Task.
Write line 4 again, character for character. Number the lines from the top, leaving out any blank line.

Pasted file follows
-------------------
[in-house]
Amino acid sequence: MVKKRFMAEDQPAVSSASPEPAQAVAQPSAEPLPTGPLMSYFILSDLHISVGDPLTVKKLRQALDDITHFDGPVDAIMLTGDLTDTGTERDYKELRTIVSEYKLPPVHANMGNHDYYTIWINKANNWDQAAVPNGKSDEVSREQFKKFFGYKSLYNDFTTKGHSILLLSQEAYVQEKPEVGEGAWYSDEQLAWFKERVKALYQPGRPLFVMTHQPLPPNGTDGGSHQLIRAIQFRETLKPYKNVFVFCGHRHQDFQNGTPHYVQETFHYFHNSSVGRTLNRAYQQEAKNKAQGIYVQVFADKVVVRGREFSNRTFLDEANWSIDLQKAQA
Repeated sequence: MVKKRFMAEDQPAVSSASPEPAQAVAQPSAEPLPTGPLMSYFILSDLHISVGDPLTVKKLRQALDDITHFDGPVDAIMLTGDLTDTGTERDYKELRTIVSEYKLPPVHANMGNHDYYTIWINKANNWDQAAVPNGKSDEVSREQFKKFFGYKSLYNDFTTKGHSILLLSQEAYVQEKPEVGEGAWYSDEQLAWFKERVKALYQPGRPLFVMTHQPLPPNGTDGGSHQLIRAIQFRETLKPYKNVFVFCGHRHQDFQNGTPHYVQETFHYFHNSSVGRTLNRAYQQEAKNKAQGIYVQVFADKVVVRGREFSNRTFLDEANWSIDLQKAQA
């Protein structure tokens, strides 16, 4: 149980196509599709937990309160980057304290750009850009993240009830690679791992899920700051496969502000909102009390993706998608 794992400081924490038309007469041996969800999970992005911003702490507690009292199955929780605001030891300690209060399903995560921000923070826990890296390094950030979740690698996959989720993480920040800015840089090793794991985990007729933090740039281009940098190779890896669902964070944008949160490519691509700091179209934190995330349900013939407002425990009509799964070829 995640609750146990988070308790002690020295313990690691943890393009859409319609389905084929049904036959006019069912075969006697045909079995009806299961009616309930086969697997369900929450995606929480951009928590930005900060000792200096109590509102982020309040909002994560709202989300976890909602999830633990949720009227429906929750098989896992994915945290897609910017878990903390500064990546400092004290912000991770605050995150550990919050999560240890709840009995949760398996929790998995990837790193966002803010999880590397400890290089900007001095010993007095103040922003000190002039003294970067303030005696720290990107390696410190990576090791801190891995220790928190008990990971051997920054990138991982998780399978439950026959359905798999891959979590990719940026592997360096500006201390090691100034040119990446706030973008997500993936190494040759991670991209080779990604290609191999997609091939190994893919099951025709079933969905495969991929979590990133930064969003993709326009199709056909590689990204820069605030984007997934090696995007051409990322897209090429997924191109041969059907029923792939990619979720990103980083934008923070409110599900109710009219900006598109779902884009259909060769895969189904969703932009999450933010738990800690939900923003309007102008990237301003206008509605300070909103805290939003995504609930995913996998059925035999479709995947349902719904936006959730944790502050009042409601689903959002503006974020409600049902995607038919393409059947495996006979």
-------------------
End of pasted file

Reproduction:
């Protein structure tokens, strides 16, 4: 149980196509599709937990309160980057304290750009850009993240009830690679791992899920700051496969502000909102009390993706998608 794992400081924490038309007469041996969800999970992005911003702490507690009292199955929780605001030891300690209060399903995560921000923070826990890296390094950030979740690698996959989720993480920040800015840089090793794991985990007729933090740039281009940098190779890896669902964070944008949160490519691509700091179209934190995330349900013939407002425990009509799964070829 995640609750146990988070308790002690020295313990690691943890393009859409319609389905084929049904036959006019069912075969006697045909079995009806299961009616309930086969697997369900929450995606929480951009928590930005900060000792200096109590509102982020309040909002994560709202989300976890909602999830633990949720009227429906929750098989896992994915945290897609910017878990903390500064990546400092004290912000991770605050995150550990919050999560240890709840009995949760398996929790998995990837790193966002803010999880590397400890290089900007001095010993007095103040922003000190002039003294970067303030005696720290990107390696410190990576090791801190891995220790928190008990990971051997920054990138991982998780399978439950026959359905798999891959979590990719940026592997360096500006201390090691100034040119990446706030973008997500993936190494040759991670991209080779990604290609191999997609091939190994893919099951025709079933969905495969991929979590990133930064969003993709326009199709056909590689990204820069605030984007997934090696995007051409990322897209090429997924191109041969059907029923792939990619979720990103980083934008923070409110599900109710009219900006598109779902884009259909060769895969189904969703932009999450933010738990800690939900923003309007102008990237301003206008509605300070909103805290939003995504609930995913996998059925035999479709995947349902719904936006959730944790502050009042409601689903959002503006974020409600049902995607038919393409059947495996006979």